Even though it is the second largest city in the state, Howrah did not undertake appropriate infrastructure development in the last century. As a result, Howrah is continuing to face its perennial problems like traffic congestion, population explosion and pollution. The ratio of roadspace to the population is too low in this city, even comparatively smaller towns like Baharampur enjoy a better ratio. The emigrant labour force from the rest of the state's rural areas and neighbouring states take refuge in the cheaper quarters in Howrah, bringing the already poor infrastructure to the brink of collapse. Many times such migrations reduce a locality to a poor-infrastructure slum. The name of the novel City of Joy, which has been often the name the Kolkata metropolis been called, is actually based on one such slum of Howrah.
However, recently, work has been done on broadening the national highways and several towns roads. These activities are expected to help in improvement of traffic conditions. Of late, Howrah has seen a lot of new industrial proposals like the Kona Truck Terminus, Kolkata West International City and relocation of the old smoky foundry plants.
Often termed as Sheffield of the East, Howrah is known as an engineering hub, mainly in the area of light engineering industry. In 1823, Bishop Reginald Heber described Howrah as the place "chiefly inhabited by shipbuilders". There are small engineering firms all over Howrah, particularly around Belilios Road area near Howrah station However these businesses are declining in the 21st century. There are many foundries in Liluah area.
Burn Standard Company, a major company in heavy engineering industry, has its oldest manufacturing unit located in Howrah. The Howrah plant of Shalimar Paints (established in 1902) was the first large-scale paint manufacturing plant to be set up not only in India but in entire South East Asia. The jute industry suffered during the Partition of Bengal (1947), when the larger jute production area became part of East Pakistan (now Bangladesh). The foundry industry saw a decline in demand due to growth in steel industry.
Howrah can be accessed from its many rail links, road links to National Highways, as well as its transport connections to Kolkata. Apart from the bridges connecting the cities, there are also ferry services between various jetties.
Howrah Junction railway station (more commonly referred to as Howrah Station) is the major railway station serving Howrah, Kolkata and the neighbouring districts. It was established in 1854 when a railway line was constructed connecting the city to the coalfields of the Bardhaman. Howrah Station serves as a terminal for two railway zones of India: the Eastern Railway and the South Eastern Railway, and it is connected to most of the major cities of India. From Howrah both Eastern Railway and South Eastern Railway operates connecting various stations of the districts of Howrah, Hooghly, Bardhaman, East Midnapore and West Midnapore. Within Howrah itself there are ten more stations, the most prominent being Shalimar.
The total road length in Howrah is approximately 300 kilometres (190 mi). Howrah hosts a branch of the Grand Trunk Road – this was built, starting 1804, by the Public Works Department of the British administration. The road starts at the Acharya Jagadish Chandra Bose Indian Botanic Garden and connects to the main road near Chandannagar. Howrah also connects the metropolitan region to the national highways – NH 2 and NH 6, which are connected to Vidyasagar Setu via the Kona Expressway.
- Howrah Bridge, also known as Rabindra Setu
- Vidyasagar Setu, also known as the second Hooghly Bridge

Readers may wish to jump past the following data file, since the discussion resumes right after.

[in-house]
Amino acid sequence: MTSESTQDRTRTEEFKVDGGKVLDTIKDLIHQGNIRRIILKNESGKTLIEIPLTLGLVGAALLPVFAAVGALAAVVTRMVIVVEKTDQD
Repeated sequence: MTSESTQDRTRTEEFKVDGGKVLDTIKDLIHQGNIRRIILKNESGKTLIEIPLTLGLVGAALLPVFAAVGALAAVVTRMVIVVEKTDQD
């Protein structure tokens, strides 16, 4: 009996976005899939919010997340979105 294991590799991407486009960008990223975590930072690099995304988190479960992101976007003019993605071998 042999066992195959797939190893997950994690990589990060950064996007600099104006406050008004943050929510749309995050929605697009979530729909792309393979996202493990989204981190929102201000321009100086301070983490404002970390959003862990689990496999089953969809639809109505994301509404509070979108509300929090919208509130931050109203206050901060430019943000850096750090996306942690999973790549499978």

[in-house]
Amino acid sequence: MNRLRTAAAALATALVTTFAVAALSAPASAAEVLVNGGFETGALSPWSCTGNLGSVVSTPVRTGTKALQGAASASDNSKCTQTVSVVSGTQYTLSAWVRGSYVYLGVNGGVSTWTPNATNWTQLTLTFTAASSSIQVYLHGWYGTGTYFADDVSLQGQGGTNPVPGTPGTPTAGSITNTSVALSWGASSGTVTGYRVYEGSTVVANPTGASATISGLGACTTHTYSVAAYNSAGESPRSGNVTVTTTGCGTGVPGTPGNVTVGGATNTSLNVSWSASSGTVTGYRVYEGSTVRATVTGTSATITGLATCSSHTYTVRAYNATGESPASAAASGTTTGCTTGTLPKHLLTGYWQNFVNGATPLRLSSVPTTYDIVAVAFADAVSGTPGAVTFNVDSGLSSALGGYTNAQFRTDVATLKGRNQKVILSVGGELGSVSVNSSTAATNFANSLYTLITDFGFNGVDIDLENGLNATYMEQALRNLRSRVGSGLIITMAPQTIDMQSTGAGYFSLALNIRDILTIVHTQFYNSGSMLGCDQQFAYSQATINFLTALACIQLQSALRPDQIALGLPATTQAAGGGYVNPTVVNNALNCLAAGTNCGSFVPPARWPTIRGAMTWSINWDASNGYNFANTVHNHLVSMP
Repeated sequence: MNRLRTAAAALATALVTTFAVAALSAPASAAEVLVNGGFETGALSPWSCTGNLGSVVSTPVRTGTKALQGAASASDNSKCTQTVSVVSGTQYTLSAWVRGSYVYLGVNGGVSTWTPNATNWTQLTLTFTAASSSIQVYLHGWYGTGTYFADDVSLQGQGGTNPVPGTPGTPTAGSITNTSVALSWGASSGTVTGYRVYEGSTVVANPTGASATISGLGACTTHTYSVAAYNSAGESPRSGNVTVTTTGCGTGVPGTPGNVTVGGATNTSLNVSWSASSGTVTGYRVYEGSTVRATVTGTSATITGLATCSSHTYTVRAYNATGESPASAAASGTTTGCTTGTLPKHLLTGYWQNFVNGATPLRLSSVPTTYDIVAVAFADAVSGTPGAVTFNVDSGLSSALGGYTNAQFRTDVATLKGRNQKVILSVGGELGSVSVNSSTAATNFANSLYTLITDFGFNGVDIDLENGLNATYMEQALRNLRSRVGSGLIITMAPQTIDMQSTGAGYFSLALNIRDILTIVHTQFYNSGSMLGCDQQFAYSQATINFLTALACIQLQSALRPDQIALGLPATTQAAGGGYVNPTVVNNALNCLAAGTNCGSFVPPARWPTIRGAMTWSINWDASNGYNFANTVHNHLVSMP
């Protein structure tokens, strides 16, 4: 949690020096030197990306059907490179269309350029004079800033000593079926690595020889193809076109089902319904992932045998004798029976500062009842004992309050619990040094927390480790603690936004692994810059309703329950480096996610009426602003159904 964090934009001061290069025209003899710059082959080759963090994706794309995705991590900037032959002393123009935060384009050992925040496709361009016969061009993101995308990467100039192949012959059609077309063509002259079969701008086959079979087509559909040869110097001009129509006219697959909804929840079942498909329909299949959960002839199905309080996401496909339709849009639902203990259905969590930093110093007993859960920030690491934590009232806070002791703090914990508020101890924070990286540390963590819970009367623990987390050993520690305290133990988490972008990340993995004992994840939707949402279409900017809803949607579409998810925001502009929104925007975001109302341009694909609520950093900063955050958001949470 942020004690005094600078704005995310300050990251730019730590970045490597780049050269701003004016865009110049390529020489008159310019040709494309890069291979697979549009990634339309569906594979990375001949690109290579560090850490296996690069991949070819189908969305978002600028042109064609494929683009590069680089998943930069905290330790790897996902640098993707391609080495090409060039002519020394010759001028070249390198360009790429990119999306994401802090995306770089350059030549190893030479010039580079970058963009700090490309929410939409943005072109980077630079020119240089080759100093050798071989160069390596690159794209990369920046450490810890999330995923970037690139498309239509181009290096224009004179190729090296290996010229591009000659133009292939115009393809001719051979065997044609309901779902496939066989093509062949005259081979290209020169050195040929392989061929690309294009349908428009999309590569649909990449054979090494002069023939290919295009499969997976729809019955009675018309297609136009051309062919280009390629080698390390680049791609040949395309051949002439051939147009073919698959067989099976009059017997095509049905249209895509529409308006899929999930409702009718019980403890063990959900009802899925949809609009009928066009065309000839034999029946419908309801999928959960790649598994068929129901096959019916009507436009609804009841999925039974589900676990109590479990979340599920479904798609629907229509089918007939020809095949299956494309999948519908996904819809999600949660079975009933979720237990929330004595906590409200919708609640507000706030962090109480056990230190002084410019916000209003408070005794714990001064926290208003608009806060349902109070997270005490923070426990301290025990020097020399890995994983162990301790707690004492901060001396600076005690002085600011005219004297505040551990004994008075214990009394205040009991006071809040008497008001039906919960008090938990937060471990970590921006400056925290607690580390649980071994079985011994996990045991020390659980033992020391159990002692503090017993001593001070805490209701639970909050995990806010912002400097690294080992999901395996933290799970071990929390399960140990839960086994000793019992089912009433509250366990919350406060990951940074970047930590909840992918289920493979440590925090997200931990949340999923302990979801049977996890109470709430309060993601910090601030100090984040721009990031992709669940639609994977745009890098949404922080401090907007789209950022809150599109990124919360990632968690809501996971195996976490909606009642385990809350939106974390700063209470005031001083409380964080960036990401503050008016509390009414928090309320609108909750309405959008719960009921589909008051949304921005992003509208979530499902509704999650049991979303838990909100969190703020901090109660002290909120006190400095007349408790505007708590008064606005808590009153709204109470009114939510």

- Vivekananda Setu, also known as Bally Bridge
- Nivedita Setu, also known as Second Vivekananda Setu
There are ferry services available, between various jetties in Howrah and Kolkata, which was introduced in the 1970s. The jetties on Howrah side are at Howrah Station, Ramkrishnapur, Shibpur, Shalimar, Bandhaghat, Belur Math, Bally and Nazirganj. Howrah is also served by Netaji Subhas Chandra Bose International Airport, located in Dum Dum.
|Neighbourhoods of Howrah|
|Neighbourhoods of Howrah|
Howrah has many various neighbourhoods, the most notable being Shibpur, Santragachi, Belur, Ramrajatala, Liluah and Bally. Shibpur hosts the Acharya Jagadish Chandra Bose Indian Botanic Garden, containing the Great Banyan tree, and the Indian Institute of Engineering Science and Technology, Shibpur.Santragachi has a large railway station as well as the Santragachhi Jheel, a large lake that attracts migratory birds during winter. Belur hosts Belur Math, the headquarters of the Ramakrishna Math and Mission. Ramrajatala hosts a famous Rama Temple. Near Howrah Station is the slum of Pilkhana which was the basis of the famous book and film "City of Joy". Liluah host some of India's oldest railway factories and is also the educational Hub of Howrah.
The Indian Institute of Engineering Science and Technology, Shibpur is a public engineering and research institution. It is the second oldest engineering institution in India, and is an Indian institute of national importance. Howrah's first vernacular Bengali medium school was established in 1857, and is currently known as Santragachi Kedarnath Institution, Howrah.
Howrah's schools are either run by the state government or by private institutions. The medium of instruction is Bengali, English or Hindi. Schools are affiliated to the West Bengal Board of Secondary Education (WBBSE), West Bengal Council of Higher Secondary Education (WBCHSE), the Indian Certificate of Secondary Education (ICSE), National Institute of Open Schooling (NIOS) and Central Board of Secondary Education (CBSE).
The Sailen Manna Stadium also known as the Howrah Municpal Corporation Stadium is a multi-use stadium that hosts sporting events for Football and Rugby.
- Census data of Howrah can be difficult to compare as the city is sometimes grouped together with the Kolkata and other settlements as the Kolkata metropolitan area. Further care needs to taken to distinguish Howrah town from Howrah district. It is also worth noting that Bally Municipality was re-incoporated into Howrah in 2015
- Note that Howrah town census area was not stable until 1981